June 8, 2023 – Additional Funding for Opioid Epidemic
An additional $18.75 billion will now be provided to communities nationwide to directly address the opioid epidemic, as a vast majority of state and local governments confirmed participation in global settlements that resolve litigation with Walgreens, CVS, Teva, Allergan, and an impending finalized national settlement with Walmart. Now that these agreements are finalized, communities will receive funds to provide life-saving resources where they are needed most – supplementing previous settlements that have already allowed communities to directly abate and address the ongoing crisis.
As with the previous “Big Three” opioid distributor agreements, the settlements require 85 percent of funds be allocated to programs that address the ongoing opioid crisis through treatment, education, and prevention efforts. A majority of states and local governments have already established their protocols to ensure funds will effectively reach those in need.
The complex and unprecedented settlements were negotiated by the National Prescription Opiate Litigation Plaintiffs’ Executive Committee (PEC) in partnership with the State Attorneys General to reach this complex and unprecedented resolution.
Statement from PEC negotiation team:
Our team is proud to arrive at this moment for communities across the country in dire need of support to address and abate the opioid epidemic. The opioid epidemic has ravaged our country over the past decade and the effects continue today. This sign-on from state and local governments opens the door for more community recovery resources including support to first responders, healthcare workers, law enforcement, and so many others who work every day on the frontlines of this public health crisis. This result would not have been possible without the efforts and advocacy of state attorneys general, community leaders, and so many others who have seen first-hand the devastating impacts of opioid addiction.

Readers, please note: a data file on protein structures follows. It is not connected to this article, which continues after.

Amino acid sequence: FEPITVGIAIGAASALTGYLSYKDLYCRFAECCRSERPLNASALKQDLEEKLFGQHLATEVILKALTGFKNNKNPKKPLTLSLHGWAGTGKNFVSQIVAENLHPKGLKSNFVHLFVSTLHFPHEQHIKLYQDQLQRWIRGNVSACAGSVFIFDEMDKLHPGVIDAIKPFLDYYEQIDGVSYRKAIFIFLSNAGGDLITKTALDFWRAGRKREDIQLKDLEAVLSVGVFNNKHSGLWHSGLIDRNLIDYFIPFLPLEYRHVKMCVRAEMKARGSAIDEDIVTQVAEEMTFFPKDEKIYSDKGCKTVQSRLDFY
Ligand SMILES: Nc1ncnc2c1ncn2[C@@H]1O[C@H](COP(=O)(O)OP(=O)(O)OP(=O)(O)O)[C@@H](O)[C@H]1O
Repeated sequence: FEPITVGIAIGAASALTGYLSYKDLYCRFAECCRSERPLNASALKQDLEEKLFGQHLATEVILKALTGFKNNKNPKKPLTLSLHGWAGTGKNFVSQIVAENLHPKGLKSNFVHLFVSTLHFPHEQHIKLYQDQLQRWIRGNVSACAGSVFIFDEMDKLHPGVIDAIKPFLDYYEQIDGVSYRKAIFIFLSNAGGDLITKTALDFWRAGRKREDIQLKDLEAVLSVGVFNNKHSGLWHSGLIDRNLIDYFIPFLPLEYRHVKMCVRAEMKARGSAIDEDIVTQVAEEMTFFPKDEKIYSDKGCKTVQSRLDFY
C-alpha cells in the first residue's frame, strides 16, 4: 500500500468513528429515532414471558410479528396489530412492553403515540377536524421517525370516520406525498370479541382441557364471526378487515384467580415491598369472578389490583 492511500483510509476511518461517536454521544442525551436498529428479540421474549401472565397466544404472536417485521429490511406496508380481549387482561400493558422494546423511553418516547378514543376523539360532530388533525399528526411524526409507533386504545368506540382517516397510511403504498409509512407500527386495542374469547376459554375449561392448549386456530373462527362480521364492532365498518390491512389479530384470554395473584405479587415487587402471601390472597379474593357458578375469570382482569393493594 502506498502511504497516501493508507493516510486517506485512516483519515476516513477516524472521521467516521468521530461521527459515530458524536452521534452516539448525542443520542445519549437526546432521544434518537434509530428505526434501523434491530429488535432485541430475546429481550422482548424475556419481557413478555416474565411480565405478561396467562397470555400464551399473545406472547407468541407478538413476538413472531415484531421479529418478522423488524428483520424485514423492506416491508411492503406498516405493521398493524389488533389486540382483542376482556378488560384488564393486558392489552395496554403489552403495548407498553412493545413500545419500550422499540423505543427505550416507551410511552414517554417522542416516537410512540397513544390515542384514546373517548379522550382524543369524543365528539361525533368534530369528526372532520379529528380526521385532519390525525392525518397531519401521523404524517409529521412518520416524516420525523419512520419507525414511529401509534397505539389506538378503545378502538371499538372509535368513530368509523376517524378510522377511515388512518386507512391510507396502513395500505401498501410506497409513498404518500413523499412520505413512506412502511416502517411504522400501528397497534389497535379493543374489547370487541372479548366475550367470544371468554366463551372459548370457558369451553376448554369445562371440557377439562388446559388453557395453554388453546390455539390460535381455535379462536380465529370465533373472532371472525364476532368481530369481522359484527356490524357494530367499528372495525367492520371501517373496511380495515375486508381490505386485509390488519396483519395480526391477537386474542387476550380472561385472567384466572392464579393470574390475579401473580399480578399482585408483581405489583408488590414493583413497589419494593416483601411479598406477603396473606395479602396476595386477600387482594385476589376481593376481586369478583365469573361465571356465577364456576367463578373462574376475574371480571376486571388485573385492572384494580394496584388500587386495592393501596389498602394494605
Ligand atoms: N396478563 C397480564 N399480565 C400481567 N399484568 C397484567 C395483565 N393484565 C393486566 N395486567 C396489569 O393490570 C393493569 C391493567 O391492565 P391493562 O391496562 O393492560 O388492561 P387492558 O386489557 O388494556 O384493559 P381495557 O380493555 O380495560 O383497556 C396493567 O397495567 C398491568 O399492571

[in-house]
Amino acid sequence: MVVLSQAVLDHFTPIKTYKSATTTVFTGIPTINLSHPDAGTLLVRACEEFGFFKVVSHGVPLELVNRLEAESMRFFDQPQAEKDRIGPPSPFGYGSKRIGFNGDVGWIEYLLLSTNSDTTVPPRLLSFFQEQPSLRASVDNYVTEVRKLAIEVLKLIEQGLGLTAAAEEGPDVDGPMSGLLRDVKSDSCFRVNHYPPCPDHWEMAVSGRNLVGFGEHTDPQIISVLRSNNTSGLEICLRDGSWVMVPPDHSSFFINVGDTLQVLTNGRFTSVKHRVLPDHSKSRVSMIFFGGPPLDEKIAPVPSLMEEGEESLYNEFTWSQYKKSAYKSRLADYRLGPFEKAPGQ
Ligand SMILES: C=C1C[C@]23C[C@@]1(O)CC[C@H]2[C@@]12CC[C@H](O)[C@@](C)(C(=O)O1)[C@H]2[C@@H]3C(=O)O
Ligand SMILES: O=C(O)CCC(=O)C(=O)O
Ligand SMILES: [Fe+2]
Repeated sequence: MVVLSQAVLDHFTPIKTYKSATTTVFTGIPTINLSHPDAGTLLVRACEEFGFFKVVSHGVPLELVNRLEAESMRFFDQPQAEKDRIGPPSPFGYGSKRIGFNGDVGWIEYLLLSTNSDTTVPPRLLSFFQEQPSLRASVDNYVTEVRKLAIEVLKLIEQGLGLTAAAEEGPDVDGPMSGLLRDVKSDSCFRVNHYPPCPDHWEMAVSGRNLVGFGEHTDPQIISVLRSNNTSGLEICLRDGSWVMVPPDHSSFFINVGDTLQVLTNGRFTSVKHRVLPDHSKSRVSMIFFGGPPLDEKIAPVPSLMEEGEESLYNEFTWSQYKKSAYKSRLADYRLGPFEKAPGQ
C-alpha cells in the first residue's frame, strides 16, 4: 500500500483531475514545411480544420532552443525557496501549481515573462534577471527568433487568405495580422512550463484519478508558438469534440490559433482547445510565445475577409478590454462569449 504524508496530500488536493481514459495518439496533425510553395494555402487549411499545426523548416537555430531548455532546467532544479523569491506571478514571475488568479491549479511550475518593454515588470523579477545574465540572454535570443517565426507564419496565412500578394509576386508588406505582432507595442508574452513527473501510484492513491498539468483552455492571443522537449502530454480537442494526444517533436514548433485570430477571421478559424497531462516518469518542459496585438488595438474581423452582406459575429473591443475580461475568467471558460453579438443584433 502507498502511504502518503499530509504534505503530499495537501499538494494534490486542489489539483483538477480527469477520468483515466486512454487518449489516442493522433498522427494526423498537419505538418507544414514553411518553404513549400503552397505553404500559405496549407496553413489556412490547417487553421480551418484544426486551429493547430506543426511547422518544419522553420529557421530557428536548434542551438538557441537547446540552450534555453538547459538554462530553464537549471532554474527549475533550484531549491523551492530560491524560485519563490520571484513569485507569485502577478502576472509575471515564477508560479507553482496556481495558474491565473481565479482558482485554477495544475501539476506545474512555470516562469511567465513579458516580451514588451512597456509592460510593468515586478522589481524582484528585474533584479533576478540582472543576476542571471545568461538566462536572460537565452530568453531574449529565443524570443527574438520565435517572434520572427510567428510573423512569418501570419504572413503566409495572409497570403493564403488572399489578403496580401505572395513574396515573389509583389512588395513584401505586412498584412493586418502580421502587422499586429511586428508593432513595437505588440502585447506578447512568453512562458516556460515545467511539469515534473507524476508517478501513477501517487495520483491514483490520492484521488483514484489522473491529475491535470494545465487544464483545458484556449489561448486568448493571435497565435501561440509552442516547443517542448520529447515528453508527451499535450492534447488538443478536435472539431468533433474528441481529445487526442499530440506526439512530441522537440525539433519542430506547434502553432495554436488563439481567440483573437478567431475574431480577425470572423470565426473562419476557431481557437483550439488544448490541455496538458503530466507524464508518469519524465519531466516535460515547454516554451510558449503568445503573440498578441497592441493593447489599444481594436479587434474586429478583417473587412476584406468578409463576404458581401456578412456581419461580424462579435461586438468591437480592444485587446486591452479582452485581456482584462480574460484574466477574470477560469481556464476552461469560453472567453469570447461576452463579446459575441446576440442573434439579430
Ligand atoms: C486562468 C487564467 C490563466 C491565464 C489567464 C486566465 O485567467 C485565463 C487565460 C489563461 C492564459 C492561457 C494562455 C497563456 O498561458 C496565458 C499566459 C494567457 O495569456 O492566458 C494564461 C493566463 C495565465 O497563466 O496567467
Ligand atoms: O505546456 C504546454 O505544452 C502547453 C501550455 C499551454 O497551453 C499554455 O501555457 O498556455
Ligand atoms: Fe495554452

We hope that this agreement, adding to the previous $26 billion in funds from opioid distributors and manufacturers, will give communities nationwide the necessary tools to treat those affected, grow programs to avoid future addiction, and prevent the opioid epidemic from claiming more lives.
While our efforts have obtained nearly $50 billion for communities nationwide, the work is far from finished. There are other active defendants in the litigation that play a role in the opioid crisis in our country, and we will continue to work to hold those responsible for this epidemic fully accountable.
Funds retrieved from National Prescription Opioid litigation through trials and settlements will go through state and local governments, who will determine the specific needs of their communities. The settlement agreements include terms that guardrail spending and ensure the funds go specifically to relief programs to help rebuild the devastation caused by the opioid epidemic rather than a general government fund. All spending of these settlement dollars will be strictly monitored by state agencies and boards formed to make determinations on the most efficient and useful programs for these funds.
The settlement will distribute funds based on population adjusted for the proportionate share of the opioid epidemic impact. The share of the impact is calculated using detailed and objective national data, including the amount of opioids shipped to the state, the number of opioid‐related deaths that occurred in the state and the number of people who suffer opioid use disorder in the state.
The settlement also calls for injunctive relief that requires the defendants to make significant changes to corporate practices to protect consumer health and welfare. For the pharmacies, this includes stricter red flag